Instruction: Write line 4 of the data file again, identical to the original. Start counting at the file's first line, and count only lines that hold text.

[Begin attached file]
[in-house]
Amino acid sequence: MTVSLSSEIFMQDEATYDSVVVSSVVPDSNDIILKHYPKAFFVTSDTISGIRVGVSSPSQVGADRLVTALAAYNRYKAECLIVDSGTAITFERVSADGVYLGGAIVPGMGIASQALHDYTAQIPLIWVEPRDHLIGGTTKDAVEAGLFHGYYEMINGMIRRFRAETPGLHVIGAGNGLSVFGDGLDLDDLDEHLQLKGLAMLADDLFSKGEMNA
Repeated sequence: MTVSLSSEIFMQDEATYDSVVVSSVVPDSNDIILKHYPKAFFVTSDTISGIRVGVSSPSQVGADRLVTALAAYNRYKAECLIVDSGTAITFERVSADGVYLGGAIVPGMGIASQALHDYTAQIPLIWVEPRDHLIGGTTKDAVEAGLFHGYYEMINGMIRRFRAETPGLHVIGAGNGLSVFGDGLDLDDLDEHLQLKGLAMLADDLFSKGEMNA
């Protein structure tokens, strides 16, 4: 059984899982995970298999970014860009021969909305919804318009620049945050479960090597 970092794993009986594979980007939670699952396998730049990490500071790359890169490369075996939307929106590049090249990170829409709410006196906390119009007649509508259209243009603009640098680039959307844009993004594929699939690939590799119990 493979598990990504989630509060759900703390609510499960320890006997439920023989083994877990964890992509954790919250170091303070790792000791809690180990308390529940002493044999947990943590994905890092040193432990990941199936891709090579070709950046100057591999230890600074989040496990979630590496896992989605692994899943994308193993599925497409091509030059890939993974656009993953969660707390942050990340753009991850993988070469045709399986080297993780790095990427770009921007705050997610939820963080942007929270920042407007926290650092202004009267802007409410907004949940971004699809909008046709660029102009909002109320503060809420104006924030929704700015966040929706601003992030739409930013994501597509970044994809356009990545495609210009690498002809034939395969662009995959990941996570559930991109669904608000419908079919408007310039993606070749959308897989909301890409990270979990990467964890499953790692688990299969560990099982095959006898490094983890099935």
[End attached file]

């Protein structure tokens, strides 16, 4: 059984899982995970298999970014860009021969909305919804318009620049945050479960090597 970092794993009986594979980007939670699952396998730049990490500071790359890169490369075996939307929106590049090249990170829409709410006196906390119009007649509508259209243009603009640098680039959307844009993004594929699939690939590799119990 493979598990990504989630509060759900703390609510499960320890006997439920023989083994877990964890992509954790919250170091303070790792000791809690180990308390529940002493044999947990943590994905890092040193432990990941199936891709090579070709950046100057591999230890600074989040496990979630590496896992989605692994899943994308193993599925497409091509030059890939993974656009993953969660707390942050990340753009991850993988070469045709399986080297993780790095990427770009921007705050997610939820963080942007929270920042407007926290650092202004009267802007409410907004949940971004699809909008046709660029102009909002109320503060809420104006924030929704700015966040929706601003992030739409930013994501597509970044994809356009990545495609210009690498002809034939395969662009995959990941996570559930991109669904608000419908079919408007310039993606070749959308897989909301890409990270979990990467964890499953790692688990299969560990099982095959006898490094983890099935």